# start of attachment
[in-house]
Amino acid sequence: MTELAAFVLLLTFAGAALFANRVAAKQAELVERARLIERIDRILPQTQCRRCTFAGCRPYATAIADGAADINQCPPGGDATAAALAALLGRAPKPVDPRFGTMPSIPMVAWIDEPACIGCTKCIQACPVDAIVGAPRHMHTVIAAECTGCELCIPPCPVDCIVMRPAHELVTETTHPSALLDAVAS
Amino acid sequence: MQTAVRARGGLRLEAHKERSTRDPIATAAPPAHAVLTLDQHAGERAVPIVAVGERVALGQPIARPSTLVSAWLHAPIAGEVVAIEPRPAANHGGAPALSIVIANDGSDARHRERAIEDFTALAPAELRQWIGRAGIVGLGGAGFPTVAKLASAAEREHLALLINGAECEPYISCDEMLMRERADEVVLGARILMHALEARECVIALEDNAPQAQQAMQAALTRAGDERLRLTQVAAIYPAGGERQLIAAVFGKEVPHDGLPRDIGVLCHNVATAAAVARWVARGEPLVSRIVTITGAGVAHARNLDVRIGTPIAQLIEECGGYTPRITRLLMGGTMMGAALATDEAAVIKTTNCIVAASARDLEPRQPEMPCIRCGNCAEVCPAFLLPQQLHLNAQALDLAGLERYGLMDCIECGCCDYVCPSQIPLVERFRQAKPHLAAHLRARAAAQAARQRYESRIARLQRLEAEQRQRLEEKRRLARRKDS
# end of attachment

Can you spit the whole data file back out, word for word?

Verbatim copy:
[in-house]
Amino acid sequence: MTELAAFVLLLTFAGAALFANRVAAKQAELVERARLIERIDRILPQTQCRRCTFAGCRPYATAIADGAADINQCPPGGDATAAALAALLGRAPKPVDPRFGTMPSIPMVAWIDEPACIGCTKCIQACPVDAIVGAPRHMHTVIAAECTGCELCIPPCPVDCIVMRPAHELVTETTHPSALLDAVAS
Amino acid sequence: MQTAVRARGGLRLEAHKERSTRDPIATAAPPAHAVLTLDQHAGERAVPIVAVGERVALGQPIARPSTLVSAWLHAPIAGEVVAIEPRPAANHGGAPALSIVIANDGSDARHRERAIEDFTALAPAELRQWIGRAGIVGLGGAGFPTVAKLASAAEREHLALLINGAECEPYISCDEMLMRERADEVVLGARILMHALEARECVIALEDNAPQAQQAMQAALTRAGDERLRLTQVAAIYPAGGERQLIAAVFGKEVPHDGLPRDIGVLCHNVATAAAVARWVARGEPLVSRIVTITGAGVAHARNLDVRIGTPIAQLIEECGGYTPRITRLLMGGTMMGAALATDEAAVIKTTNCIVAASARDLEPRQPEMPCIRCGNCAEVCPAFLLPQQLHLNAQALDLAGLERYGLMDCIECGCCDYVCPSQIPLVERFRQAKPHLAAHLRARAAAQAARQRYESRIARLQRLEAEQRQRLEEKRRLARRKDS